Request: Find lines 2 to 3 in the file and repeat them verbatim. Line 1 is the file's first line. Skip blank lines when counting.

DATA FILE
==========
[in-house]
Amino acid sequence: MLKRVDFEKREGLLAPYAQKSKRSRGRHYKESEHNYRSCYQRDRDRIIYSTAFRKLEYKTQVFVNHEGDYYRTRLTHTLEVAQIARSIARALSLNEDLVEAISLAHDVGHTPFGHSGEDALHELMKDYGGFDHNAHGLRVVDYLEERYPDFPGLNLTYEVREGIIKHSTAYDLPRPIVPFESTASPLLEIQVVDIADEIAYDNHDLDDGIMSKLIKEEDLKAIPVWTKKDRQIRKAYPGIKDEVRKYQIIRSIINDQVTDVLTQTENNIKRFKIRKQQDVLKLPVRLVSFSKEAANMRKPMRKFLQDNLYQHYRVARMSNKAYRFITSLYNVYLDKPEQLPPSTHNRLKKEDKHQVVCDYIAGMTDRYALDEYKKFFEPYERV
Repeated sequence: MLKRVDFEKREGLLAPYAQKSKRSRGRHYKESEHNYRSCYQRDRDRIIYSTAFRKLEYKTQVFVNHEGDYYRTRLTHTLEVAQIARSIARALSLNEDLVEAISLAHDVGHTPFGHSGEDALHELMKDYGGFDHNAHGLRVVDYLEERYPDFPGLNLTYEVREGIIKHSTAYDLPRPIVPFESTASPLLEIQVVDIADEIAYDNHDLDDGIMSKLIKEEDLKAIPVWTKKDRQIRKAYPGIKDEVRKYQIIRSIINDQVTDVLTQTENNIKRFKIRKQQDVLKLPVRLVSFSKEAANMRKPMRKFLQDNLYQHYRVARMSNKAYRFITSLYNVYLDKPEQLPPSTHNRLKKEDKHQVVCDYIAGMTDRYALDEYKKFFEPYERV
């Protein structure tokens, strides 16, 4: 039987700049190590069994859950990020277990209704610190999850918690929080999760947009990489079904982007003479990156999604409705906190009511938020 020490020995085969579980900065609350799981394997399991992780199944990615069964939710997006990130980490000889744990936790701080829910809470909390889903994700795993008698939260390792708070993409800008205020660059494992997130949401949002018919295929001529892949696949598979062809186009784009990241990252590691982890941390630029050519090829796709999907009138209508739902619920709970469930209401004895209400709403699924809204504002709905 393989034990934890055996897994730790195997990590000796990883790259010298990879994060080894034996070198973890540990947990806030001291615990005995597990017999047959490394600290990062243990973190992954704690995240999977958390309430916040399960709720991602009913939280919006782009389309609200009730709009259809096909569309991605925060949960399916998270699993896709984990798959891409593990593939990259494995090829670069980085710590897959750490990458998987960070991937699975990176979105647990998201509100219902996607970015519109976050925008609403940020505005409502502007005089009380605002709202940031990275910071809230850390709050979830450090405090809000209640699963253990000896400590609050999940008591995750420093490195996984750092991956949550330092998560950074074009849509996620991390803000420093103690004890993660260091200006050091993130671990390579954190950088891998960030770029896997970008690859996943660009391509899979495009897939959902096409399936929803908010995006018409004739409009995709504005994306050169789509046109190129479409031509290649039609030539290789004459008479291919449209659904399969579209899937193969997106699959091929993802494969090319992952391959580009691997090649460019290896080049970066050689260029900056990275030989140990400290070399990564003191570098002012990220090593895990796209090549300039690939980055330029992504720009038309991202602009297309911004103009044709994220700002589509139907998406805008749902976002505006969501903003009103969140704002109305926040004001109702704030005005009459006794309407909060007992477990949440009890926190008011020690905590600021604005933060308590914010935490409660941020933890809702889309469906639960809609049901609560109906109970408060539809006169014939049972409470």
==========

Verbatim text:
Amino acid sequence: MLKRVDFEKREGLLAPYAQKSKRSRGRHYKESEHNYRSCYQRDRDRIIYSTAFRKLEYKTQVFVNHEGDYYRTRLTHTLEVAQIARSIARALSLNEDLVEAISLAHDVGHTPFGHSGEDALHELMKDYGGFDHNAHGLRVVDYLEERYPDFPGLNLTYEVREGIIKHSTAYDLPRPIVPFESTASPLLEIQVVDIADEIAYDNHDLDDGIMSKLIKEEDLKAIPVWTKKDRQIRKAYPGIKDEVRKYQIIRSIINDQVTDVLTQTENNIKRFKIRKQQDVLKLPVRLVSFSKEAANMRKPMRKFLQDNLYQHYRVARMSNKAYRFITSLYNVYLDKPEQLPPSTHNRLKKEDKHQVVCDYIAGMTDRYALDEYKKFFEPYERV
Repeated sequence: MLKRVDFEKREGLLAPYAQKSKRSRGRHYKESEHNYRSCYQRDRDRIIYSTAFRKLEYKTQVFVNHEGDYYRTRLTHTLEVAQIARSIARALSLNEDLVEAISLAHDVGHTPFGHSGEDALHELMKDYGGFDHNAHGLRVVDYLEERYPDFPGLNLTYEVREGIIKHSTAYDLPRPIVPFESTASPLLEIQVVDIADEIAYDNHDLDDGIMSKLIKEEDLKAIPVWTKKDRQIRKAYPGIKDEVRKYQIIRSIINDQVTDVLTQTENNIKRFKIRKQQDVLKLPVRLVSFSKEAANMRKPMRKFLQDNLYQHYRVARMSNKAYRFITSLYNVYLDKPEQLPPSTHNRLKKEDKHQVVCDYIAGMTDRYALDEYKKFFEPYERV